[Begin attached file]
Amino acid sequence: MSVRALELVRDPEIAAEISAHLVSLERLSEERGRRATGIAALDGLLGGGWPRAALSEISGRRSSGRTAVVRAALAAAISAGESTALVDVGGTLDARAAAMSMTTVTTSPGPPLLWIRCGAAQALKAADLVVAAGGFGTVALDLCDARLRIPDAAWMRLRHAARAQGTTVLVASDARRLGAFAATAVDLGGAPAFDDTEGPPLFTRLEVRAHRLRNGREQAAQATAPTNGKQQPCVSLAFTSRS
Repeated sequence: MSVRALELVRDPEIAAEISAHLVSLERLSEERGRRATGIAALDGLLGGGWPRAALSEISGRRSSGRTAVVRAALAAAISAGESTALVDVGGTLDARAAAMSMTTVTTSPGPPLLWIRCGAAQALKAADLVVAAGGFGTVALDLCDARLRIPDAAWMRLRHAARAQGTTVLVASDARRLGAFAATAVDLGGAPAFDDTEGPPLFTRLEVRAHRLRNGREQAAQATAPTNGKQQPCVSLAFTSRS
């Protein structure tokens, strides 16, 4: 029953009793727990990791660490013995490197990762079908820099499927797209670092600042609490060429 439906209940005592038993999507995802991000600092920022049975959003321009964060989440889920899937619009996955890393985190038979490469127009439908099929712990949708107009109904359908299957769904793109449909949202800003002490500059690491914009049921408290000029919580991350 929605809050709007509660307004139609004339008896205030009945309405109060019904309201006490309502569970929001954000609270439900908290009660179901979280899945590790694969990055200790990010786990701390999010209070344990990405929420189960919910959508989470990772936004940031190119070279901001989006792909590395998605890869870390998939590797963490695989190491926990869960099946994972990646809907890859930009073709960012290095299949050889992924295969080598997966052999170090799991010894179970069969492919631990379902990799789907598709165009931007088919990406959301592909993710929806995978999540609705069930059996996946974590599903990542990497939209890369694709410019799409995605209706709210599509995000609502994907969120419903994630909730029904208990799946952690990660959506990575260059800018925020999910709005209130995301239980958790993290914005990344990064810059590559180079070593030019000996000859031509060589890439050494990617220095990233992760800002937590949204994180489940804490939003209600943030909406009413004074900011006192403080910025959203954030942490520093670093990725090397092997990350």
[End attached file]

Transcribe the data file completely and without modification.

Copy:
Amino acid sequence: MSVRALELVRDPEIAAEISAHLVSLERLSEERGRRATGIAALDGLLGGGWPRAALSEISGRRSSGRTAVVRAALAAAISAGESTALVDVGGTLDARAAAMSMTTVTTSPGPPLLWIRCGAAQALKAADLVVAAGGFGTVALDLCDARLRIPDAAWMRLRHAARAQGTTVLVASDARRLGAFAATAVDLGGAPAFDDTEGPPLFTRLEVRAHRLRNGREQAAQATAPTNGKQQPCVSLAFTSRS
Repeated sequence: MSVRALELVRDPEIAAEISAHLVSLERLSEERGRRATGIAALDGLLGGGWPRAALSEISGRRSSGRTAVVRAALAAAISAGESTALVDVGGTLDARAAAMSMTTVTTSPGPPLLWIRCGAAQALKAADLVVAAGGFGTVALDLCDARLRIPDAAWMRLRHAARAQGTTVLVASDARRLGAFAATAVDLGGAPAFDDTEGPPLFTRLEVRAHRLRNGREQAAQATAPTNGKQQPCVSLAFTSRS
């Protein structure tokens, strides 16, 4: 029953009793727990990791660490013995490197990762079908820099499927797209670092600042609490060429 439906209940005592038993999507995802991000600092920022049975959003321009964060989440889920899937619009996955890393985190038979490469127009439908099929712990949708107009109904359908299957769904793109449909949202800003002490500059690491914009049921408290000029919580991350 929605809050709007509660307004139609004339008896205030009945309405109060019904309201006490309502569970929001954000609270439900908290009660179901979280899945590790694969990055200790990010786990701390999010209070344990990405929420189960919910959508989470990772936004940031190119070279901001989006792909590395998605890869870390998939590797963490695989190491926990869960099946994972990646809907890859930009073709960012290095299949050889992924295969080598997966052999170090799991010894179970069969492919631990379902990799789907598709165009931007088919990406959301592909993710929806995978999540609705069930059996996946974590599903990542990497939209890369694709410019799409995605209706709210599509995000609502994907969120419903994630909730029904208990799946952690990660959506990575260059800018925020999910709005209130995301239980958790993290914005990344990064810059590559180079070593030019000996000859031509060589890439050494990617220095990233992760800002937590949204994180489940804490939003209600943030909406009413004074900011006192403080910025959203954030942490520093670093990725090397092997990350």